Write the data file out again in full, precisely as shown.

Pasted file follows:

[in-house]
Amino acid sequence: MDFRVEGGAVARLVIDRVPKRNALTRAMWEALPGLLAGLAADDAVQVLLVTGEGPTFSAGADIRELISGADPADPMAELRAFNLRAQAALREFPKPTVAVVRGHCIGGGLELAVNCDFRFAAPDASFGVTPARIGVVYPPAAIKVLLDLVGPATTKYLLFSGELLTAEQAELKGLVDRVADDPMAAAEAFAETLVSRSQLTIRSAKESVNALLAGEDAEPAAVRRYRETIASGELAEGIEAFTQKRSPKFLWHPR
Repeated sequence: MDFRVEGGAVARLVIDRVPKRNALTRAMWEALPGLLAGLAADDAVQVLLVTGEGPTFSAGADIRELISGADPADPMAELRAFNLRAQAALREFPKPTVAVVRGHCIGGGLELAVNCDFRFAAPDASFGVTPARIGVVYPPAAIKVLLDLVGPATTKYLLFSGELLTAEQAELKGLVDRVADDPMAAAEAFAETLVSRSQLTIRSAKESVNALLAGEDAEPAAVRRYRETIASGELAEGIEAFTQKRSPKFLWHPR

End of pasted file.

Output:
[in-house]
Amino acid sequence: MDFRVEGGAVARLVIDRVPKRNALTRAMWEALPGLLAGLAADDAVQVLLVTGEGPTFSAGADIRELISGADPADPMAELRAFNLRAQAALREFPKPTVAVVRGHCIGGGLELAVNCDFRFAAPDASFGVTPARIGVVYPPAAIKVLLDLVGPATTKYLLFSGELLTAEQAELKGLVDRVADDPMAAAEAFAETLVSRSQLTIRSAKESVNALLAGEDAEPAAVRRYRETIASGELAEGIEAFTQKRSPKFLWHPR
Repeated sequence: MDFRVEGGAVARLVIDRVPKRNALTRAMWEALPGLLAGLAADDAVQVLLVTGEGPTFSAGADIRELISGADPADPMAELRAFNLRAQAALREFPKPTVAVVRGHCIGGGLELAVNCDFRFAAPDASFGVTPARIGVVYPPAAIKVLLDLVGPATTKYLLFSGELLTAEQAELKGLVDRVADDPMAAAEAFAETLVSRSQLTIRSAKESVNALLAGEDAEPAAVRRYRETIASGELAEGIEAFTQKRSPKFLWHPR